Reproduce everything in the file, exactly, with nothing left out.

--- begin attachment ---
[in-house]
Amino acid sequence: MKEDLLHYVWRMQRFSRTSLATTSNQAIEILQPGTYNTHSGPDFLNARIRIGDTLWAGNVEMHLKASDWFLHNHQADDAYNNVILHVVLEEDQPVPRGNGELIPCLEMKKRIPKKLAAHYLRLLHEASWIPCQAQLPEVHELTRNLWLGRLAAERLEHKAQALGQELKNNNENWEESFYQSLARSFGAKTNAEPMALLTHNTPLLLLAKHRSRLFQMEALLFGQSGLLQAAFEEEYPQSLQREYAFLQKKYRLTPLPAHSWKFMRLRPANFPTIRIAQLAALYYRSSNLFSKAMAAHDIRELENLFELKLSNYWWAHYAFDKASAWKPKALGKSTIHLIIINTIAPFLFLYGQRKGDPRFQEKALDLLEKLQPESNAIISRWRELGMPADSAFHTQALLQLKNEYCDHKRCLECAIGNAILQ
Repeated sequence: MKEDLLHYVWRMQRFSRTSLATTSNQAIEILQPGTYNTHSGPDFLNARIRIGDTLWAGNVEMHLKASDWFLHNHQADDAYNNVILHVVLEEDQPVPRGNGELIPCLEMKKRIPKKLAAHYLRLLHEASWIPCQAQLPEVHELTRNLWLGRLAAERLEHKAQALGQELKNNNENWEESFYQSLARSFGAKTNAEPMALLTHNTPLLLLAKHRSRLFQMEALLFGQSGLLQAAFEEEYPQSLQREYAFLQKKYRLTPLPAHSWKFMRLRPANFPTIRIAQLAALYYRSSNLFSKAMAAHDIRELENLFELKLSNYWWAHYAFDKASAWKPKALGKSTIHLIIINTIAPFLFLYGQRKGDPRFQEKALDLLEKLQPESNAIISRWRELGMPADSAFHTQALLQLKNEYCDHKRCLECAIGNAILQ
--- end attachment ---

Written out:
[in-house]
Amino acid sequence: MKEDLLHYVWRMQRFSRTSLATTSNQAIEILQPGTYNTHSGPDFLNARIRIGDTLWAGNVEMHLKASDWFLHNHQADDAYNNVILHVVLEEDQPVPRGNGELIPCLEMKKRIPKKLAAHYLRLLHEASWIPCQAQLPEVHELTRNLWLGRLAAERLEHKAQALGQELKNNNENWEESFYQSLARSFGAKTNAEPMALLTHNTPLLLLAKHRSRLFQMEALLFGQSGLLQAAFEEEYPQSLQREYAFLQKKYRLTPLPAHSWKFMRLRPANFPTIRIAQLAALYYRSSNLFSKAMAAHDIRELENLFELKLSNYWWAHYAFDKASAWKPKALGKSTIHLIIINTIAPFLFLYGQRKGDPRFQEKALDLLEKLQPESNAIISRWRELGMPADSAFHTQALLQLKNEYCDHKRCLECAIGNAILQ
Repeated sequence: MKEDLLHYVWRMQRFSRTSLATTSNQAIEILQPGTYNTHSGPDFLNARIRIGDTLWAGNVEMHLKASDWFLHNHQADDAYNNVILHVVLEEDQPVPRGNGELIPCLEMKKRIPKKLAAHYLRLLHEASWIPCQAQLPEVHELTRNLWLGRLAAERLEHKAQALGQELKNNNENWEESFYQSLARSFGAKTNAEPMALLTHNTPLLLLAKHRSRLFQMEALLFGQSGLLQAAFEEEYPQSLQREYAFLQKKYRLTPLPAHSWKFMRLRPANFPTIRIAQLAALYYRSSNLFSKAMAAHDIRELENLFELKLSNYWWAHYAFDKASAWKPKALGKSTIHLIIINTIAPFLFLYGQRKGDPRFQEKALDLLEKLQPESNAIISRWRELGMPADSAFHTQALLQLKNEYCDHKRCLECAIGNAILQ